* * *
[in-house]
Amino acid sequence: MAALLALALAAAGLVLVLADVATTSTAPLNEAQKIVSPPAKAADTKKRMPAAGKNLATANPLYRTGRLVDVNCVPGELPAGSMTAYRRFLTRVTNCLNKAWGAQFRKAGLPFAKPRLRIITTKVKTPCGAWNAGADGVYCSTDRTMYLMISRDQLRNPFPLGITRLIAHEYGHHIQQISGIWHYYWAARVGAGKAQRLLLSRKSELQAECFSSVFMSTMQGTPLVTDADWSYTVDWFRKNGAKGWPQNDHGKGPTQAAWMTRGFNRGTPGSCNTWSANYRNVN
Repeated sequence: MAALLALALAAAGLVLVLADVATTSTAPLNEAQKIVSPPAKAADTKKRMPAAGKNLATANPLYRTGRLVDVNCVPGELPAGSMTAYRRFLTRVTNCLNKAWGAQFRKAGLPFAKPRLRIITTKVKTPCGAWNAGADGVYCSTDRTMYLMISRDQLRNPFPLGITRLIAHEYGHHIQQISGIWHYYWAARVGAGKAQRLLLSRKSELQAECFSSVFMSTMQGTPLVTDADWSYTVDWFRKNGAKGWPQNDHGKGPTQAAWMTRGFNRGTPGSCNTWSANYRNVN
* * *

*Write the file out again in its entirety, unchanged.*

[in-house]
Amino acid sequence: MAALLALALAAAGLVLVLADVATTSTAPLNEAQKIVSPPAKAADTKKRMPAAGKNLATANPLYRTGRLVDVNCVPGELPAGSMTAYRRFLTRVTNCLNKAWGAQFRKAGLPFAKPRLRIITTKVKTPCGAWNAGADGVYCSTDRTMYLMISRDQLRNPFPLGITRLIAHEYGHHIQQISGIWHYYWAARVGAGKAQRLLLSRKSELQAECFSSVFMSTMQGTPLVTDADWSYTVDWFRKNGAKGWPQNDHGKGPTQAAWMTRGFNRGTPGSCNTWSANYRNVN
Repeated sequence: MAALLALALAAAGLVLVLADVATTSTAPLNEAQKIVSPPAKAADTKKRMPAAGKNLATANPLYRTGRLVDVNCVPGELPAGSMTAYRRFLTRVTNCLNKAWGAQFRKAGLPFAKPRLRIITTKVKTPCGAWNAGADGVYCSTDRTMYLMISRDQLRNPFPLGITRLIAHEYGHHIQQISGIWHYYWAARVGAGKAQRLLLSRKSELQAECFSSVFMSTMQGTPLVTDADWSYTVDWFRKNGAKGWPQNDHGKGPTQAAWMTRGFNRGTPGSCNTWSANYRNVN